Last Updated: July 15, 2022. Report error / Make suggestion
What is a warrant?
A warrant is a court order allowing the police to arrest a person. If you have outstanding warrants, you can be arrested at any time. Warrants can prevent you from getting a driver’s license, or from getting certain government benefits such as food stamps or health care.
When is a warrant issued?
A warrant may be issued if you:
- have been charged with a serious felony
- missed a court date in a criminal case
- violated Department of Corrections supervision requirements
- failed to pay child support.
How can I find out about my outstanding warrants?
Unfortunately, there isn’t just one place where you can check for all warrants. Dependent on the type of warrant, you may want to:
- contact the court that issued the warrant (if you do not know the court, think about where the alleged crime happened and contact courts in that city or county)
- search the Judicial Information System (JIS) either by using a terminal at the courthouse or by contacting court staff or a public defender
- search your criminal record
- contact the Division of Child Support
- contact the Department of Corrections.
How can I find out about warrants in other states?
If you know the court that issued the warrant, contact that court. If you don’t know the court that issued the warrant, you can ask the FBI to run a background check using your fingerprints to get a list of all of your cases across the country. You can then use that to contact the court for each case to see if you have any warrants. Instructions to request an FBI background check.
What if I have outstanding warrants in multiple counties?
Many counties have agreements that people arrested in one place will be transported to counties where there is an outstanding warrant. This is a complicated problem and can result in spending a lot of time in jail. If you have warrants outstanding in multiple places, contact Open Door Legal Services at 206-682-4642.
What does it mean to “quash” a warrant?
Quashing a warrant means getting it removed from the system so that it can’t be used to arrest you. Quashing a warrant only deals with the warrant itself; it does not resolve the underlying case. For example, if you have a warrant for failing to pay child support, you may have the warrant quashed, but you will still need to deal with your child support obligations.
To quash a warrant, you can pay the bail, post a bond, go to a “quash calendar” or file a motion to quash.
What is the difference between paying bail and posting a bond?
A warrant usually has a bail amount on it. If you pay that amount to the court, the clerk will quash the warrant and give you a new court date. If you don’t have money to pay the full bail, you can hire a bonding agent to post a bond for you, which usually costs 10% of the bail amount. Bond agents charge different rates so you should shop for the best rate.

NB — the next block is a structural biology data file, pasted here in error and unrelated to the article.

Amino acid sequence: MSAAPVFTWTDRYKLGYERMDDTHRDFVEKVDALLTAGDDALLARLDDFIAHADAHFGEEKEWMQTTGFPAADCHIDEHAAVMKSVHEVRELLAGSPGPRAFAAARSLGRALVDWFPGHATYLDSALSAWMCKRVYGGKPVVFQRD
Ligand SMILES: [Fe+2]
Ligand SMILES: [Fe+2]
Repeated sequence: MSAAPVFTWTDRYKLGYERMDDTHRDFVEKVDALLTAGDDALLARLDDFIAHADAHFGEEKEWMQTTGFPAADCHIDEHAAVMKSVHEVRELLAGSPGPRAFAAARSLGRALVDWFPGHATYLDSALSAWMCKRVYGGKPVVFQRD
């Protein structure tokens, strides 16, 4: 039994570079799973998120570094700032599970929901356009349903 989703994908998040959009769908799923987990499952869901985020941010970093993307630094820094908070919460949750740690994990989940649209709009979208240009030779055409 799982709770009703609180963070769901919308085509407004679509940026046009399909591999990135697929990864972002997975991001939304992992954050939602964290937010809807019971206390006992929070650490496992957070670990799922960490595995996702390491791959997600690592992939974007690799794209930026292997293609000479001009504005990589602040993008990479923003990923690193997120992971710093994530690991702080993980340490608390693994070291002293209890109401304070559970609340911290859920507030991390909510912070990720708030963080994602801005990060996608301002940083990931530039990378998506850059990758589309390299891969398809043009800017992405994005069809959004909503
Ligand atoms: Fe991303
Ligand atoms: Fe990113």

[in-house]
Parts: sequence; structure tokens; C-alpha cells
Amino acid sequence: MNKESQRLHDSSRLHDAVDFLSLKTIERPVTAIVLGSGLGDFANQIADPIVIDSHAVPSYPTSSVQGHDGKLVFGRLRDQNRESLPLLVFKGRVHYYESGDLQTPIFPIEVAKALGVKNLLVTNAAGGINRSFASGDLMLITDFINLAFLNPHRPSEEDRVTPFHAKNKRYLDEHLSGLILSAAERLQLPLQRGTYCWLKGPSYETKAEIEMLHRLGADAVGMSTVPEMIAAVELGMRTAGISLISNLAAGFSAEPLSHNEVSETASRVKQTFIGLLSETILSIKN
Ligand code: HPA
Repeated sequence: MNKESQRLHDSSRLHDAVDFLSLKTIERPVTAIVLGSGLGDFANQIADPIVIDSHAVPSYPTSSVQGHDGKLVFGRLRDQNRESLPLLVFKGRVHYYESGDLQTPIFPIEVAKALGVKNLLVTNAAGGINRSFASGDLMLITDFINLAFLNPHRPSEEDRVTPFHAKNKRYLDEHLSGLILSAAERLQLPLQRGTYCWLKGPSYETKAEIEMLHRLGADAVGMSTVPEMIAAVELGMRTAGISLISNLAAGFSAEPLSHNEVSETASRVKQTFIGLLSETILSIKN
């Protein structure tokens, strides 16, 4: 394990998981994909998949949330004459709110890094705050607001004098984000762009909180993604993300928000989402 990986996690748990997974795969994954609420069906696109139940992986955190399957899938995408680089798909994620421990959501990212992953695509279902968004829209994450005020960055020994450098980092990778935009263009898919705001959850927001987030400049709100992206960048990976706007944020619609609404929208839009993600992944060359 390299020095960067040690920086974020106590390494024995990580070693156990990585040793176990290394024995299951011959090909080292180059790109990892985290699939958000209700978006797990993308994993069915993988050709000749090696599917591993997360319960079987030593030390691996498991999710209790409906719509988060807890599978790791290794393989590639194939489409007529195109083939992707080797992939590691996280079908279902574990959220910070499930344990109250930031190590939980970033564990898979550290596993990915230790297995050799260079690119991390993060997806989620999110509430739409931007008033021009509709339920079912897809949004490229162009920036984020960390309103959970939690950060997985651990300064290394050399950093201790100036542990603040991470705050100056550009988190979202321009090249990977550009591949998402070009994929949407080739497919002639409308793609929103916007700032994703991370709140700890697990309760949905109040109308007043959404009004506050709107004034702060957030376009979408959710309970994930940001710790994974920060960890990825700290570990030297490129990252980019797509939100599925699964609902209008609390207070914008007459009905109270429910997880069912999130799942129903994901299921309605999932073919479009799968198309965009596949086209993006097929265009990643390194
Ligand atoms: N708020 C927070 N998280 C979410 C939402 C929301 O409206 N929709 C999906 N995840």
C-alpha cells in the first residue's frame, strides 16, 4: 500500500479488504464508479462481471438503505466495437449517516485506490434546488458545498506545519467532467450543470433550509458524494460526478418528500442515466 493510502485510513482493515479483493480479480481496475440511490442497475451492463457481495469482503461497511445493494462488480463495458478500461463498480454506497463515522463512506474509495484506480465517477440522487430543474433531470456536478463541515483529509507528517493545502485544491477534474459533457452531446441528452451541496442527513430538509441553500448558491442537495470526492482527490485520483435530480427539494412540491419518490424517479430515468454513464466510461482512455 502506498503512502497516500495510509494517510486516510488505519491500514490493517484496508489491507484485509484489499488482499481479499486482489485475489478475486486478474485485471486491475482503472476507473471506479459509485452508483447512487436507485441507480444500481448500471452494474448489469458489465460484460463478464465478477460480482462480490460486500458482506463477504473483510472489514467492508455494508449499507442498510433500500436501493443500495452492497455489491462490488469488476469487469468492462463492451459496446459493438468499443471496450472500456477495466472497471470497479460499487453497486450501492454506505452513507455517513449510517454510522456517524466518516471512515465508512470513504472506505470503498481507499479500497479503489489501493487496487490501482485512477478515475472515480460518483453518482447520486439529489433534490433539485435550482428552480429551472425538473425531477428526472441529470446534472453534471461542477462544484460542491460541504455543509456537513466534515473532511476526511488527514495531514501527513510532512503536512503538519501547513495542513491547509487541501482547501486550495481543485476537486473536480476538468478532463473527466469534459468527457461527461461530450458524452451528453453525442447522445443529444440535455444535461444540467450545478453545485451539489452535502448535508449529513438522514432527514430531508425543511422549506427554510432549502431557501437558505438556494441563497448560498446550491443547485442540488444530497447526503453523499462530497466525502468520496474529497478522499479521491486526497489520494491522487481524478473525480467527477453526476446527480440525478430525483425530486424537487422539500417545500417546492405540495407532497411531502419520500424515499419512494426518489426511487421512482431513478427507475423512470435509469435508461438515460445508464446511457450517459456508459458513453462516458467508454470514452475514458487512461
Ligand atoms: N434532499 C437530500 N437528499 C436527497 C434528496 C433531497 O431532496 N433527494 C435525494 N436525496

What is the difference between the quash calendar and filing a motion to quash?
For minor warrants, many courts have a system to quash warrants without requiring a person to post bail. To get on the quash calendar, you should contact the court, ask to be added to the calendar and then show up at the scheduled time to tell the judge why you think the warrant should be quashed. If the court doesn’t have a quash calendar, you can file a motion with the court instead.
It is important to know that if the judge doesn’t agree with your arguments for quashing the warrant, it is possible that you could be arrested so you should try to talk to a public defender before getting on a quash calendar or filing a motion. And before going to court, make sure you know about all of your warrants—the last thing you want is to go to court to quash one warrant only to be arrested on a different warrant.
What should I expect at the hearing?
Every court and hearing is different, but there are a few general things to expect. If the warrant was issued because you missed a court date, you will have to explain why you missed it. If the court quashes your warrant, but you miss another hearing, a new warrant will be issued and the court will be less likely to quash another warrant.
You should bring evidence to your hearing to show the court all of the good things you are doing, such as letters from counselors or case managers and pay stubs showing you have a job.
Remember that quashing a warrant does not resolve the underlying case. If you have been charged with a crime in the underlying case, but have not yet been convicted, you will have to decide whether you want to go to trial or plead guilty. It is important to talk to a lawyer before making this decision so that you know all of your options.
The information on this website is not legal advice. You should not and are not authorized to rely on this website as a source of legal advice. While Civil Survival goes to great lengths to make sure the information on the website is accurate, we cannot guarantee the accuracy of this information and are not responsible for any consequences that may result from the use of this website. We recommend that you consult with an attorney for assurance that the information on the website and your interpretation of it are appropriate for your situation.
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Learn what warrants are, how they impact you, and one happens if you have one.